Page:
If a report is of a particularly serious bug, or is merely a feature request, you can set the severity level of the bug as you report it. This is not required however, and the package maintainer will assign an appropriate severity level to your report even if you do not (or pick the wrong severity).

To assign a severity level, put a line like this one in the pseudo-header:

Severity: <severity>

Replace <severity> with one of the available severity levels, as described in the advanced documentation.

Assigning tags

You can set tags on a bug as you are reporting it. For example, if you are including a patch with your bug report, you may wish to set the patch tag. This is not required, however, and the developers will set tags on your report as and when it is appropriate.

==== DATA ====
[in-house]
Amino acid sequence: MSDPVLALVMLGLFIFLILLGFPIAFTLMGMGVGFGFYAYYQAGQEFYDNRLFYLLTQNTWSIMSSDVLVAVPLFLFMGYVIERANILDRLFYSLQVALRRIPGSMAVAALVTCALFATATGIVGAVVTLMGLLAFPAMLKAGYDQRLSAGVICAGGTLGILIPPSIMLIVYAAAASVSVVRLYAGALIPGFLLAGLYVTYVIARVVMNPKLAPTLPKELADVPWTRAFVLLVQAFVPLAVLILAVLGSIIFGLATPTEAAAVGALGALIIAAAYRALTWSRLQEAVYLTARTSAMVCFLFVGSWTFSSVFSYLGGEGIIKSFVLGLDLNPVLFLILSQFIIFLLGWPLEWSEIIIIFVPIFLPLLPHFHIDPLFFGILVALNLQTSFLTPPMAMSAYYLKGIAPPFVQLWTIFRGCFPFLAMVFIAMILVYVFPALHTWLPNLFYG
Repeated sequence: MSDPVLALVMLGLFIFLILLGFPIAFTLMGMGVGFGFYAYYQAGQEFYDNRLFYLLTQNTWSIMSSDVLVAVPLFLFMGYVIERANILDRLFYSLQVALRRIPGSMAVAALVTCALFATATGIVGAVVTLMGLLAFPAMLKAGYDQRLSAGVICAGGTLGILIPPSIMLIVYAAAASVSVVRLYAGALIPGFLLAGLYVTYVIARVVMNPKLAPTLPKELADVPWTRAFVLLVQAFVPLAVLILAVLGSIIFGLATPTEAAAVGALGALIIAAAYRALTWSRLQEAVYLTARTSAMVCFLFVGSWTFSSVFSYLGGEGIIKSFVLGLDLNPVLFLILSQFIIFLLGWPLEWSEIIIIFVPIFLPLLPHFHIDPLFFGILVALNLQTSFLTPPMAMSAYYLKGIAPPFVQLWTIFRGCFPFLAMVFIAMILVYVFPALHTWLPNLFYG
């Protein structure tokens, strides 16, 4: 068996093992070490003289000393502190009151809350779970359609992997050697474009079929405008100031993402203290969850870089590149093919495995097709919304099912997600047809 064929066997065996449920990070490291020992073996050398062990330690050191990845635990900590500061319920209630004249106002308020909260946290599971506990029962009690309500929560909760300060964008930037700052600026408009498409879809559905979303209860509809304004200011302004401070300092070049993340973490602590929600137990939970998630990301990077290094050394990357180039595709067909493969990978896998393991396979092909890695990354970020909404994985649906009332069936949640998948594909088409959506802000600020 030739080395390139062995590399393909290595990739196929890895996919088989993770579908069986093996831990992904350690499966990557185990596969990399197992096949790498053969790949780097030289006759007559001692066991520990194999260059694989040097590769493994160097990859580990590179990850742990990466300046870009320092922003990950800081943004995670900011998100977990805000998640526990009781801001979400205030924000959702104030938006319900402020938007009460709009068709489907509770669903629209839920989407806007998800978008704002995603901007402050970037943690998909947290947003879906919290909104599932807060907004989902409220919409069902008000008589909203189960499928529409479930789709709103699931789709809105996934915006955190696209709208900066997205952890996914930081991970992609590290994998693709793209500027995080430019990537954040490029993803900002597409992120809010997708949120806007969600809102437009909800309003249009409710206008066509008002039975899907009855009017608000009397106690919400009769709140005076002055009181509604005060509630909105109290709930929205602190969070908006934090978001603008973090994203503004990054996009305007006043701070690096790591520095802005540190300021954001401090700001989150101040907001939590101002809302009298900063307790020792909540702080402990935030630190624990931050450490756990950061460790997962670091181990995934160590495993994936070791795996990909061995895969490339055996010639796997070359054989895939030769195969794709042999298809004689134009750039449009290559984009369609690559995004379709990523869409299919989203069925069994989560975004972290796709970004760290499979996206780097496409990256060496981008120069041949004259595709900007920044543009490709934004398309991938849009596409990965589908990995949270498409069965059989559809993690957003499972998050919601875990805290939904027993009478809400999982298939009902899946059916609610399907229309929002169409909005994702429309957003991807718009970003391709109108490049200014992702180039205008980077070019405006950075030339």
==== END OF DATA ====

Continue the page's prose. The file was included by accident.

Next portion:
To set tags, put a line like this one in the pseudo-header:

Tags: <tags>

Replace <tags> with one or more of the available tags, as described in the advanced documentation. Separate multiple tags with commas, spaces, or both.

User: <username>
Usertags: <usertags>

Replace <usertags> with one or more usertags. Separate multiple tags with commas, spaces, or both. If you specify a <username>, that user's tags will be set. Otherwise, the e-mail address of the sender will be used as the username.

You can set usertags for multiple users at bug submission time by including multiple User pseudo-headers; each Usertags pseudo-header sets the usertags for the preceding User pseudo-header. This is especially useful for setting usertags for a team with multiple users, setting usertags for multiple teams, or setting the architecture usertags for bugs affecting multiple architectures.

User: <first-username>
Usertags: <first-username usertags>
User: <second-username>
Usertags: <second-username usertags>

Setting Forwarded


will mark the newly submitted bug as forwarded to See Recording that you have passed on a bug report in the developers' documentation for details.

Claiming ownership